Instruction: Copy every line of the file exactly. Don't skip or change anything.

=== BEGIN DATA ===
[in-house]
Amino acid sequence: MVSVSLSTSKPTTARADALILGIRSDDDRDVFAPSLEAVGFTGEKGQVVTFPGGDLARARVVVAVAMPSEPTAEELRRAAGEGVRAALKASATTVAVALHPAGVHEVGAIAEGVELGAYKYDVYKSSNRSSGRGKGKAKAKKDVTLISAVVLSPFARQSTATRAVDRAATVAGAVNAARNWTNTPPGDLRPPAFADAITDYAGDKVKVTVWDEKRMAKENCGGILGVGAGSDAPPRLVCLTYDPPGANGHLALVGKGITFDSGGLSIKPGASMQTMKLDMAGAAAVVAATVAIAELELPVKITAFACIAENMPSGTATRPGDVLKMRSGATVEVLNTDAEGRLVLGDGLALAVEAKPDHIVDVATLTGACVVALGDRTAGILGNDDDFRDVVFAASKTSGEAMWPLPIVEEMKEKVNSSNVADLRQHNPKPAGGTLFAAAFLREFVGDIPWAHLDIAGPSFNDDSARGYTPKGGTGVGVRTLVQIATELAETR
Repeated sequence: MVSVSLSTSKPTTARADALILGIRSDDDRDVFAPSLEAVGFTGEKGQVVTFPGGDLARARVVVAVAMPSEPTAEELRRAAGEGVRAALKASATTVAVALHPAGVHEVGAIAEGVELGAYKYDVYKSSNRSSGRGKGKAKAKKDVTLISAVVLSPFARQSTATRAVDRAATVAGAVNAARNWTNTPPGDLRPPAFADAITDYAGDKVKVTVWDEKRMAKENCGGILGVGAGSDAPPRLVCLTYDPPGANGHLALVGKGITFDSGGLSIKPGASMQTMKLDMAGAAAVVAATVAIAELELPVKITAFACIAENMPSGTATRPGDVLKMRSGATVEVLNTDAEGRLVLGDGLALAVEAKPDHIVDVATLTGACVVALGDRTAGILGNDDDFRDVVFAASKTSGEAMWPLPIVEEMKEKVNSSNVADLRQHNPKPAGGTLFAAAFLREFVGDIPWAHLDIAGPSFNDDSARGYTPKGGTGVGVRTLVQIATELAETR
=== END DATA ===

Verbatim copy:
[in-house]
Amino acid sequence: MVSVSLSTSKPTTARADALILGIRSDDDRDVFAPSLEAVGFTGEKGQVVTFPGGDLARARVVVAVAMPSEPTAEELRRAAGEGVRAALKASATTVAVALHPAGVHEVGAIAEGVELGAYKYDVYKSSNRSSGRGKGKAKAKKDVTLISAVVLSPFARQSTATRAVDRAATVAGAVNAARNWTNTPPGDLRPPAFADAITDYAGDKVKVTVWDEKRMAKENCGGILGVGAGSDAPPRLVCLTYDPPGANGHLALVGKGITFDSGGLSIKPGASMQTMKLDMAGAAAVVAATVAIAELELPVKITAFACIAENMPSGTATRPGDVLKMRSGATVEVLNTDAEGRLVLGDGLALAVEAKPDHIVDVATLTGACVVALGDRTAGILGNDDDFRDVVFAASKTSGEAMWPLPIVEEMKEKVNSSNVADLRQHNPKPAGGTLFAAAFLREFVGDIPWAHLDIAGPSFNDDSARGYTPKGGTGVGVRTLVQIATELAETR
Repeated sequence: MVSVSLSTSKPTTARADALILGIRSDDDRDVFAPSLEAVGFTGEKGQVVTFPGGDLARARVVVAVAMPSEPTAEELRRAAGEGVRAALKASATTVAVALHPAGVHEVGAIAEGVELGAYKYDVYKSSNRSSGRGKGKAKAKKDVTLISAVVLSPFARQSTATRAVDRAATVAGAVNAARNWTNTPPGDLRPPAFADAITDYAGDKVKVTVWDEKRMAKENCGGILGVGAGSDAPPRLVCLTYDPPGANGHLALVGKGITFDSGGLSIKPGASMQTMKLDMAGAAAVVAATVAIAELELPVKITAFACIAENMPSGTATRPGDVLKMRSGATVEVLNTDAEGRLVLGDGLALAVEAKPDHIVDVATLTGACVVALGDRTAGILGNDDDFRDVVFAASKTSGEAMWPLPIVEEMKEKVNSSNVADLRQHNPKPAGGTLFAAAFLREFVGDIPWAHLDIAGPSFNDDSARGYTPKGGTGVGVRTLVQIATELAETR